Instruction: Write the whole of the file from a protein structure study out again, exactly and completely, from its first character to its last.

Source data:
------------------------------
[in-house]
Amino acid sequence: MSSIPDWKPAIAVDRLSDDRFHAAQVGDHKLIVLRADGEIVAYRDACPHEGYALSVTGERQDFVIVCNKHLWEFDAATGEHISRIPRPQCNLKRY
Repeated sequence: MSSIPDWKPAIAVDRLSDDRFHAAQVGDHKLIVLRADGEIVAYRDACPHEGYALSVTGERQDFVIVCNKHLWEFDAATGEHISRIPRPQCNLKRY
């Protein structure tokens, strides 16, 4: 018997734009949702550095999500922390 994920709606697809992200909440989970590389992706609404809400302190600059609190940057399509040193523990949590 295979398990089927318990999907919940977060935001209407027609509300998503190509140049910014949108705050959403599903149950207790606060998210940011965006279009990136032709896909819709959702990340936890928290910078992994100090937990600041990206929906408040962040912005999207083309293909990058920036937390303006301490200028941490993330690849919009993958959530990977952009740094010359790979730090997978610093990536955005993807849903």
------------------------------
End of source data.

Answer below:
[in-house]
Amino acid sequence: MSSIPDWKPAIAVDRLSDDRFHAAQVGDHKLIVLRADGEIVAYRDACPHEGYALSVTGERQDFVIVCNKHLWEFDAATGEHISRIPRPQCNLKRY
Repeated sequence: MSSIPDWKPAIAVDRLSDDRFHAAQVGDHKLIVLRADGEIVAYRDACPHEGYALSVTGERQDFVIVCNKHLWEFDAATGEHISRIPRPQCNLKRY
């Protein structure tokens, strides 16, 4: 018997734009949702550095999500922390 994920709606697809992200909440989970590389992706609404809400302190600059609190940057399509040193523990949590 295979398990089927318990999907919940977060935001209407027609509300998503190509140049910014949108705050959403599903149950207790606060998210940011965006279009990136032709896909819709959702990340936890928290910078992994100090937990600041990206929906408040962040912005999207083309293909990058920036937390303006301490200028941490993330690849919009993958959530990977952009740094010359790979730090997978610093990536955005993807849903």